Through the Lens – 1. Snooting in Bali.
In the waters just off the black sand beaches of Tulamben in North East Bali lie some of the best muck diving sites to be found anywhere in the world. Possibly the most prolific for small and rare critter encounters is Seraya Secrets. It was here that I captured these images of tiny (10mm) juvenile hairy frogfish (Antennarius striates). These mini predators use an appendage on the top of their heads which resembles a small worm as a fishing lure to entice prey close enough to capture and consume. The frogfish I encountered were colourful specimens (orange and yellow) lying on a silty, black sand substrate.
Thought process: I wanted to try and show the detail of the frogfish’s hairy appearance and to separate the fish from a cluttered and unattractive background by placing it in a small circle of light directed from slightly behind the fish. Using a fast shutter speed (320th) and small aperture (f/29) the camera would only register the high intensity beam from the Inon Z240 slave strobe leaving everything else totally black.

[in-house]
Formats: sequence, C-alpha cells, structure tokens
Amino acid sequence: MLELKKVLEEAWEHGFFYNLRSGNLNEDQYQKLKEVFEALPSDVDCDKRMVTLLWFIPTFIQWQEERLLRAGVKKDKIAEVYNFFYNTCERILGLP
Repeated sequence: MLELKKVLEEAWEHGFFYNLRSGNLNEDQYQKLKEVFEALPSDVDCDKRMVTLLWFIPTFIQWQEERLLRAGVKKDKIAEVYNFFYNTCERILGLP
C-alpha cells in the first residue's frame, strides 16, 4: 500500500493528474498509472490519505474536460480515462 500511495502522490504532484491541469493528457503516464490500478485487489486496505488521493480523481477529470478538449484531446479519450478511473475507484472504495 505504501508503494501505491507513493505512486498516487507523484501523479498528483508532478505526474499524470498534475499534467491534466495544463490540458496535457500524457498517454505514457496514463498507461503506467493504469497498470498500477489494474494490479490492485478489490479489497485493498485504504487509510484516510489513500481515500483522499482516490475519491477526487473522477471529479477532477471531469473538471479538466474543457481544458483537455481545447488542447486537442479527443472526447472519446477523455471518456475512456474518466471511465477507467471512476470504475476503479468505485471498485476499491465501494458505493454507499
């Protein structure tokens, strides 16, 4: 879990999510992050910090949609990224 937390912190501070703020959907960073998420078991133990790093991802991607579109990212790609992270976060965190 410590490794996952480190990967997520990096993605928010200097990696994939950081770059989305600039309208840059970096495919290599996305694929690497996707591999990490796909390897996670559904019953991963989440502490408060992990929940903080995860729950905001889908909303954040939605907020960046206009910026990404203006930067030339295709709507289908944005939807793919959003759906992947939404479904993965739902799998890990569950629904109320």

Technique: I briefed Norris, my photo assistant / spotter / guide on how to use the Z240 and Retra light shaping device (LSD) to provide a small area of light to the fish’s head. With the main strobe linked via fibre optic cable to my D800 / Subal rig and the slave firing via its slave sensor I pre-set the strobes to minimum and full power respectively. Norris used the Z240’s bright LED focusing light to target the light beam while I focused on the subject through the Nauticam Super Macro Converter flipped down over the camera’s Nikon 105mm lens, composing the shots before pressing the shutter button.
A picture paints a thousand words: